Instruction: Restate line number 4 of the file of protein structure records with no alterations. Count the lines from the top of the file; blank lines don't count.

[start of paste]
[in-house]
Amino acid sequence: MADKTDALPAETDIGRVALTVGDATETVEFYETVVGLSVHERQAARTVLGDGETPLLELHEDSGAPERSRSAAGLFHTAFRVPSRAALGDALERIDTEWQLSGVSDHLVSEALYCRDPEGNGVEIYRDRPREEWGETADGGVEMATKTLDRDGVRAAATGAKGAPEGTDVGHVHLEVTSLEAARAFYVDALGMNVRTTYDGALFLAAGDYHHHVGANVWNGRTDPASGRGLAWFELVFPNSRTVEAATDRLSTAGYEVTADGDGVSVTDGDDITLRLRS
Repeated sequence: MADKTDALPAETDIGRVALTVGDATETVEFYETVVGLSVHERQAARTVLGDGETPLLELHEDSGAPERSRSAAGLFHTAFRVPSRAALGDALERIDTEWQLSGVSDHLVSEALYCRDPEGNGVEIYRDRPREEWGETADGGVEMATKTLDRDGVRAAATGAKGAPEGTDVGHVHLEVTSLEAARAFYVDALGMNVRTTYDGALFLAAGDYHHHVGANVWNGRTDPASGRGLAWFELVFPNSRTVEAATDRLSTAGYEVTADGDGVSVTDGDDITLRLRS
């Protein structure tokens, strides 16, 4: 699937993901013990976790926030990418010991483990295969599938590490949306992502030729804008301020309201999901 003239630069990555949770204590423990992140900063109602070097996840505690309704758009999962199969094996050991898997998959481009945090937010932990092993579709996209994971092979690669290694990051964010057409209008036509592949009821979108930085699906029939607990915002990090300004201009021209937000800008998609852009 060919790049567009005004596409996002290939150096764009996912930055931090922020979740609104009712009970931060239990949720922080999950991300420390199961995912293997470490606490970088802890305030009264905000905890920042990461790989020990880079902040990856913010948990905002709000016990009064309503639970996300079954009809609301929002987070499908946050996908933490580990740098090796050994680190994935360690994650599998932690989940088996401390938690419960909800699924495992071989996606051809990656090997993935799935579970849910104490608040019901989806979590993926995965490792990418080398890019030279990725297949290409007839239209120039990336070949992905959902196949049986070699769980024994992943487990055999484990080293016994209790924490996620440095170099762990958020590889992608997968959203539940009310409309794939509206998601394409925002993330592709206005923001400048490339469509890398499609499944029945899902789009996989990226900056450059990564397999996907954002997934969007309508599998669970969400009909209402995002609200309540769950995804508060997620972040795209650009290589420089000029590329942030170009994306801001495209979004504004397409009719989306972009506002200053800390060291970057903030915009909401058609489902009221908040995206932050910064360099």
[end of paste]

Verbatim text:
């Protein structure tokens, strides 16, 4: 699937993901013990976790926030990418010991483990295969599938590490949306992502030729804008301020309201999901 003239630069990555949770204590423990992140900063109602070097996840505690309704758009999962199969094996050991898997998959481009945090937010932990092993579709996209994971092979690669290694990051964010057409209008036509592949009821979108930085699906029939607990915002990090300004201009021209937000800008998609852009 060919790049567009005004596409996002290939150096764009996912930055931090922020979740609104009712009970931060239990949720922080999950991300420390199961995912293997470490606490970088802890305030009264905000905890920042990461790989020990880079902040990856913010948990905002709000016990009064309503639970996300079954009809609301929002987070499908946050996908933490580990740098090796050994680190994935360690994650599998932690989940088996401390938690419960909800699924495992071989996606051809990656090997993935799935579970849910104490608040019901989806979590993926995965490792990418080398890019030279990725297949290409007839239209120039990336070949992905959902196949049986070699769980024994992943487990055999484990080293016994209790924490996620440095170099762990958020590889992608997968959203539940009310409309794939509206998601394409925002993330592709206005923001400048490339469509890398499609499944029945899902789009996989990226900056450059990564397999996907954002997934969007309508599998669970969400009909209402995002609200309540769950995804508060997620972040795209650009290589420089000029590329942030170009994306801001495209979004504004397409009719989306972009506002200053800390060291970057903030915009909401058609489902009221908040995206932050910064360099």